Go to Germany; just use your eyes to see the range of engineering projects undertaken and the quality of its infrastructure; talk to people to learn how rigorous the German education system is, and how respected a degree in engineering is. I'm off to Freiburg soon, apparently the greenest and most energy-efficient city in Germany, and presumably years (decades?) ahead of anywhere in the UK.

  • rate this

    Comment number 251.

    Engineering in the UK doesn't have a good image, and the engineering profession isn't entirely blameless. A lack of public engagement doesn't help the profession, nor does being seen as the boffins in the ivory tower or code monkeys behind a screen. Engineering needs to be seen as a high status and interesting profession or our industry is going to dry up and the only way to do that is outreach.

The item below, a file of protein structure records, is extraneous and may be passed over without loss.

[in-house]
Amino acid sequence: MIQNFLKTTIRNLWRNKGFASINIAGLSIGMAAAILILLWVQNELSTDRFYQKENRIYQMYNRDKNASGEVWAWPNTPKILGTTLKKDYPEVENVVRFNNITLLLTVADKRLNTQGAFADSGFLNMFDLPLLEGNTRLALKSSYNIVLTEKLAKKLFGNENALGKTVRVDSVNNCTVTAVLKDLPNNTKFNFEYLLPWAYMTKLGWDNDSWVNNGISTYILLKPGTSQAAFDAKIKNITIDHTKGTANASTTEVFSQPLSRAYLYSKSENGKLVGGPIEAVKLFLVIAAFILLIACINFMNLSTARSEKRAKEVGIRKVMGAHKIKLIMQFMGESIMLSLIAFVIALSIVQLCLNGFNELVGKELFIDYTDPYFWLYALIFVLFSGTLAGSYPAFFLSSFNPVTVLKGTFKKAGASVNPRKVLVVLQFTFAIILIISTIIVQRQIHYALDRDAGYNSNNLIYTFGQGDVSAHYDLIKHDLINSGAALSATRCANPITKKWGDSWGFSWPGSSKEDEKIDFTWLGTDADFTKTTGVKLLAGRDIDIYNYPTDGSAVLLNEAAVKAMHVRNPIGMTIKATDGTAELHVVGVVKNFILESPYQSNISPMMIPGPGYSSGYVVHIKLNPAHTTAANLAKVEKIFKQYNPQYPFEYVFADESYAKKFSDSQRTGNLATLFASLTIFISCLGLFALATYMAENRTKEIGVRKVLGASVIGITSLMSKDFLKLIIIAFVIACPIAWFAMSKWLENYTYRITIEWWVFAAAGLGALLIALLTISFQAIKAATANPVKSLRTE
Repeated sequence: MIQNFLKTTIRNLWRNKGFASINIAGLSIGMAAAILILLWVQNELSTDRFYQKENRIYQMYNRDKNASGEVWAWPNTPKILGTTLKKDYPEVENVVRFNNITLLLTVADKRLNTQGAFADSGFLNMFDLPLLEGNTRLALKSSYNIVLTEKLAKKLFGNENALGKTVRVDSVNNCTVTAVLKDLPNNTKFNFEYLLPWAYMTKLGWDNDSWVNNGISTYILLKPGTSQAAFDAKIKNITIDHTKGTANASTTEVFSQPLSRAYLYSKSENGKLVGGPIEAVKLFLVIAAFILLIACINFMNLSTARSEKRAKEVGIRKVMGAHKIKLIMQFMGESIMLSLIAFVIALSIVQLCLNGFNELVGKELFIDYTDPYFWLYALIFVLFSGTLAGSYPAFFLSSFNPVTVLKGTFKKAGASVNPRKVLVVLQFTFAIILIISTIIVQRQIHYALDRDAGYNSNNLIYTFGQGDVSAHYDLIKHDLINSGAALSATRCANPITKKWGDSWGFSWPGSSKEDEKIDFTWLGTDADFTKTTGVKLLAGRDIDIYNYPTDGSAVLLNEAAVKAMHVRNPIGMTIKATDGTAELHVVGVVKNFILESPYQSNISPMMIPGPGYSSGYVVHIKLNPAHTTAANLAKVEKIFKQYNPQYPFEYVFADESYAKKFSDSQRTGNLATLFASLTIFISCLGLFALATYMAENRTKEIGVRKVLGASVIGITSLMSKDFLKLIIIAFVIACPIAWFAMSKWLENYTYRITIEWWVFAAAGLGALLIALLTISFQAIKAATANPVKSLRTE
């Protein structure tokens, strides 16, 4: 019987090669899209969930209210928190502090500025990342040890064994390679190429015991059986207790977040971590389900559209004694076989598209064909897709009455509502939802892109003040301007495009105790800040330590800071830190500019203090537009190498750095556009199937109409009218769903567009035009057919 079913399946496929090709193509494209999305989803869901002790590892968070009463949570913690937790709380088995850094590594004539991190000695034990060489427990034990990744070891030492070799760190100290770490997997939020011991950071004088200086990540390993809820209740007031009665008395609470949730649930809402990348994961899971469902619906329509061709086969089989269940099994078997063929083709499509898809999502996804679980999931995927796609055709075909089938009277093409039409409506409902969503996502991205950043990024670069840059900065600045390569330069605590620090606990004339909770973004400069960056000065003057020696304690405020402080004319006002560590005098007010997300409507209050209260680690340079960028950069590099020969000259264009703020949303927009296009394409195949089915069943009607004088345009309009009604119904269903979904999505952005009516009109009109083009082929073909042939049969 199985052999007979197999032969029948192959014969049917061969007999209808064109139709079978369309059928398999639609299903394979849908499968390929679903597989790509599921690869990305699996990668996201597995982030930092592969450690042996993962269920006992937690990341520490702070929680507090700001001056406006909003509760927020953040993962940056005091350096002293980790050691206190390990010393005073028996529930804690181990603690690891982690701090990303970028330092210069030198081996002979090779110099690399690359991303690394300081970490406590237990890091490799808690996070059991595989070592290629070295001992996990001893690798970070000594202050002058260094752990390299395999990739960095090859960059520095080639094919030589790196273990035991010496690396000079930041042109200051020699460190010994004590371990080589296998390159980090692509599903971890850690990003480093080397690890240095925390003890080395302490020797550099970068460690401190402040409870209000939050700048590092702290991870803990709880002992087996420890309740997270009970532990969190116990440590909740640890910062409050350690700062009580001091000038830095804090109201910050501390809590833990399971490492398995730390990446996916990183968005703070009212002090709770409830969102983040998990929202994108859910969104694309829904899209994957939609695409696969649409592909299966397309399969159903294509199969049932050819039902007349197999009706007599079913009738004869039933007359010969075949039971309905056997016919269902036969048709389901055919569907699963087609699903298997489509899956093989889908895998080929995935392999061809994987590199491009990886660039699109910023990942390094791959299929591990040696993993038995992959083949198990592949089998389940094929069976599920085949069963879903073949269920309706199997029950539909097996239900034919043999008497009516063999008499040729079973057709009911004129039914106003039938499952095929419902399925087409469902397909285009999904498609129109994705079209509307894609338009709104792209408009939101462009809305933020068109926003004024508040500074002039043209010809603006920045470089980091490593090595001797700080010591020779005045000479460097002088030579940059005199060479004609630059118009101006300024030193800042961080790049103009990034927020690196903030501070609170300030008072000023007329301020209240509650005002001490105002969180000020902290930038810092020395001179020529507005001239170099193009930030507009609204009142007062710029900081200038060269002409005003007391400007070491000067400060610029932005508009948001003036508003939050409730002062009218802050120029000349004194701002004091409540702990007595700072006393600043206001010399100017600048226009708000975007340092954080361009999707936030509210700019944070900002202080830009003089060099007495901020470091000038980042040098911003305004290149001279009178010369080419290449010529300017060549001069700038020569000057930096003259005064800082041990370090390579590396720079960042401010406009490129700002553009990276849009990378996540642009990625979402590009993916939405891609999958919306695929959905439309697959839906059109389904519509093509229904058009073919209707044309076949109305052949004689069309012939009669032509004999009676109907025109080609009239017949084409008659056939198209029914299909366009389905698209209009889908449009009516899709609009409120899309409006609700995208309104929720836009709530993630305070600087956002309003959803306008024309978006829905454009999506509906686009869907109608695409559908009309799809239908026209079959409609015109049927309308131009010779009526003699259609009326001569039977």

• rate this

    Comment number 250.

    "We all have golden memories of the summer of 2012"

    Really? My memory is that we were 3rd in the irrelevant hop skip and jump tables but 28th in the crucial global math league.

    Engineering requires math not running about in a field or being stuck in front of a TV.

    Until we get our priorities right other nations will carry on taking our share of whatever is going.

  • rate this

    Comment number 249.

    The way I see it is that the Engineering profession suffers from a lack of publicity, not low pay.

    Approximate average Engineering salaries:
    Graduate (starting) = 25K,
    UK average = 35K.
    Chief Engineer/Technical Specialist = 50K
    Add an extra 10K if you work for a London consultancy or in Oil & Gas.

    How is this 'badly paid'?

    You can't compare all professions to those in The City...

  • rate this

    Comment number 248.

    I'm a 2nd year civil engineering student. Numerous times I have had to explain to people what a civil engineer does; with the majority thinking all they do is fix cars, washing machines etc.
    There should be a national goverment run scheme introducing young people to different work places to help them find work experience and give them a taste of a real career